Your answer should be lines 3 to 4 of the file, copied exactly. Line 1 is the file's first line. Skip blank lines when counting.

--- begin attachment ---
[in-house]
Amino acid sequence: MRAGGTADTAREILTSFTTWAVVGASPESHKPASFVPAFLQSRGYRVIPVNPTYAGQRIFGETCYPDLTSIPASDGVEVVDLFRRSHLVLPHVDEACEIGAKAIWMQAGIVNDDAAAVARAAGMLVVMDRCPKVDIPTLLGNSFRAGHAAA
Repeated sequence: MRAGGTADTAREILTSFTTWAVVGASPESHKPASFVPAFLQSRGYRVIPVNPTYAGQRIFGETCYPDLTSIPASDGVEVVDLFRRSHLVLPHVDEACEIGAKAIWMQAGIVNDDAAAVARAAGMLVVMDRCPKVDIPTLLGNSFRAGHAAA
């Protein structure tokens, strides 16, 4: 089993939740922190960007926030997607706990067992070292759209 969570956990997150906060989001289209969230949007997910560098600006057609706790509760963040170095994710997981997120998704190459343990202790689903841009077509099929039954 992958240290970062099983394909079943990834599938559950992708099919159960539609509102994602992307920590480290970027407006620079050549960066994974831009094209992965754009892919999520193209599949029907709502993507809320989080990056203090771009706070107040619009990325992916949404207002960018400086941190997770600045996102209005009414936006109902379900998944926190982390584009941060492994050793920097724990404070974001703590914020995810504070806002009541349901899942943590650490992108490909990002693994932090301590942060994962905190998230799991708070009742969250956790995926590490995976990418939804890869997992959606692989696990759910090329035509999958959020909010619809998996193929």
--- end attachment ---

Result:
Repeated sequence: MRAGGTADTAREILTSFTTWAVVGASPESHKPASFVPAFLQSRGYRVIPVNPTYAGQRIFGETCYPDLTSIPASDGVEVVDLFRRSHLVLPHVDEACEIGAKAIWMQAGIVNDDAAAVARAAGMLVVMDRCPKVDIPTLLGNSFRAGHAAA
């Protein structure tokens, strides 16, 4: 089993939740922190960007926030997607706990067992070292759209 969570956990997150906060989001289209969230949007997910560098600006057609706790509760963040170095994710997981997120998704190459343990202790689903841009077509099929039954 992958240290970062099983394909079943990834599938559950992708099919159960539609509102994602992307920590480290970027407006620079050549960066994974831009094209992965754009892919999520193209599949029907709502993507809320989080990056203090771009706070107040619009990325992916949404207002960018400086941190997770600045996102209005009414936006109902379900998944926190982390584009941060492994050793920097724990404070974001703590914020995810504070806002009541349901899942943590650490992108490909990002693994932090301590942060994962905190998230799991708070009742969250956790995926590490995976990418939804890869997992959606692989696990759910090329035509999958959020909010619809998996193929």